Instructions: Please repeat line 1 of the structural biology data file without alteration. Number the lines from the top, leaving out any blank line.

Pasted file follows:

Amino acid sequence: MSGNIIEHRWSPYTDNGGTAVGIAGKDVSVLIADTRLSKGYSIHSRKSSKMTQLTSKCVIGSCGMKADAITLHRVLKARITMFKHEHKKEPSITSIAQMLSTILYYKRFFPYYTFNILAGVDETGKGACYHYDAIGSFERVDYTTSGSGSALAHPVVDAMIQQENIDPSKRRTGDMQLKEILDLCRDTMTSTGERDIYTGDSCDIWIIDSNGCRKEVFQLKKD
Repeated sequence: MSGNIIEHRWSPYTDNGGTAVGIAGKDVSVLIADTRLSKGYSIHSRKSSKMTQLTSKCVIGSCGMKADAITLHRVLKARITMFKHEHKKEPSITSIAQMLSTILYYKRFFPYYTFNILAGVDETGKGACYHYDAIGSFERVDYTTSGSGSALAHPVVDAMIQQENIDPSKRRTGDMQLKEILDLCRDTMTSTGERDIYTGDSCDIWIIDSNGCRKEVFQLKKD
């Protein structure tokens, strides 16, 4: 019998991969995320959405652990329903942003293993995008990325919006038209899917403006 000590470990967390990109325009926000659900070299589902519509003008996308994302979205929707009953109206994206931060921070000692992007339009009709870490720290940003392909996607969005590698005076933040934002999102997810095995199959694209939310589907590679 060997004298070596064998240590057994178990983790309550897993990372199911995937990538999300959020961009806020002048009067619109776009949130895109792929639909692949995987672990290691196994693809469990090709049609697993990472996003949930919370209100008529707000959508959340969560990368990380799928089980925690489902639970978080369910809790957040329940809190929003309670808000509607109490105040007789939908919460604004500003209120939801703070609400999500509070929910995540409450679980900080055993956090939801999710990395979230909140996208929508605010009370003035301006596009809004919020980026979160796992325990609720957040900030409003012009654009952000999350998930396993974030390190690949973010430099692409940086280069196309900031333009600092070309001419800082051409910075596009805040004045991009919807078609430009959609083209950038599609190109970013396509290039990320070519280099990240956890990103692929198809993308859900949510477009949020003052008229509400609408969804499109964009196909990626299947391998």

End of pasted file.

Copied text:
Amino acid sequence: MSGNIIEHRWSPYTDNGGTAVGIAGKDVSVLIADTRLSKGYSIHSRKSSKMTQLTSKCVIGSCGMKADAITLHRVLKARITMFKHEHKKEPSITSIAQMLSTILYYKRFFPYYTFNILAGVDETGKGACYHYDAIGSFERVDYTTSGSGSALAHPVVDAMIQQENIDPSKRRTGDMQLKEILDLCRDTMTSTGERDIYTGDSCDIWIIDSNGCRKEVFQLKKD